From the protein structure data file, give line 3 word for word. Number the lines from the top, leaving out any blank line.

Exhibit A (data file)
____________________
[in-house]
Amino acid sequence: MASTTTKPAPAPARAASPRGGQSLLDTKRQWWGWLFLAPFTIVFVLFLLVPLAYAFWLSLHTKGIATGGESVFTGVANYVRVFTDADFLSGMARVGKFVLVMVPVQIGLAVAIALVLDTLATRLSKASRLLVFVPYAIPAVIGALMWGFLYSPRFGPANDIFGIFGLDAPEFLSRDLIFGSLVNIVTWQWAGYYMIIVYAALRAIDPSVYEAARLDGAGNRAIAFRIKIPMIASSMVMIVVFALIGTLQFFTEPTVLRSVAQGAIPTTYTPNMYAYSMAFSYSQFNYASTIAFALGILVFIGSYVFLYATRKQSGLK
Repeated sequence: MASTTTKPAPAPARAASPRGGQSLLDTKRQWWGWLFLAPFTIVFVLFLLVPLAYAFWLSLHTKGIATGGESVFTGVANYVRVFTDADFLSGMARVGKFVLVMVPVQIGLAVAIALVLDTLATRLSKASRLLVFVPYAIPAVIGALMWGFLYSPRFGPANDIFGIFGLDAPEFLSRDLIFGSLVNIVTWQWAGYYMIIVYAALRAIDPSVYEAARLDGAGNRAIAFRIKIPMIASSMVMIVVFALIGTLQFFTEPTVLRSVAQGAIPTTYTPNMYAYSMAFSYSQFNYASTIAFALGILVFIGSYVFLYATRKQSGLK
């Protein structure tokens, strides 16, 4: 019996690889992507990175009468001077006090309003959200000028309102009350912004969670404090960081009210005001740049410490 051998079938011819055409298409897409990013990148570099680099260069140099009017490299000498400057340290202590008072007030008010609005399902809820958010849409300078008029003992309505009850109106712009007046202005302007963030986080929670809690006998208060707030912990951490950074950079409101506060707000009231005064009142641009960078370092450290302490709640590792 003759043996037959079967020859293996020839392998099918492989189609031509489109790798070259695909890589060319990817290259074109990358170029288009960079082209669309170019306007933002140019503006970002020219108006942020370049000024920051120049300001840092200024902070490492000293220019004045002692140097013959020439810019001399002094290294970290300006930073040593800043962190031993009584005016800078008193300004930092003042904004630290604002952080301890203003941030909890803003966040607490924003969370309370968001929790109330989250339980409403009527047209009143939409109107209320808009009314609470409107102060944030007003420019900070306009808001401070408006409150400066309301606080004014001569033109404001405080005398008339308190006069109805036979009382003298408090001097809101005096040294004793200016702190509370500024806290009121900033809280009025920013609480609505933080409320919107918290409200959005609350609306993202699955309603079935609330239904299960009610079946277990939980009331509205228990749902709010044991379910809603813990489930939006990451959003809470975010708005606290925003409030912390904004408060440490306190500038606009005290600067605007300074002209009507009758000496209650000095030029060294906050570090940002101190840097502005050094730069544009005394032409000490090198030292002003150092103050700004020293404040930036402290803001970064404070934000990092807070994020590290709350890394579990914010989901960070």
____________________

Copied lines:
Repeated sequence: MASTTTKPAPAPARAASPRGGQSLLDTKRQWWGWLFLAPFTIVFVLFLLVPLAYAFWLSLHTKGIATGGESVFTGVANYVRVFTDADFLSGMARVGKFVLVMVPVQIGLAVAIALVLDTLATRLSKASRLLVFVPYAIPAVIGALMWGFLYSPRFGPANDIFGIFGLDAPEFLSRDLIFGSLVNIVTWQWAGYYMIIVYAALRAIDPSVYEAARLDGAGNRAIAFRIKIPMIASSMVMIVVFALIGTLQFFTEPTVLRSVAQGAIPTTYTPNMYAYSMAFSYSQFNYASTIAFALGILVFIGSYVFLYATRKQSGLK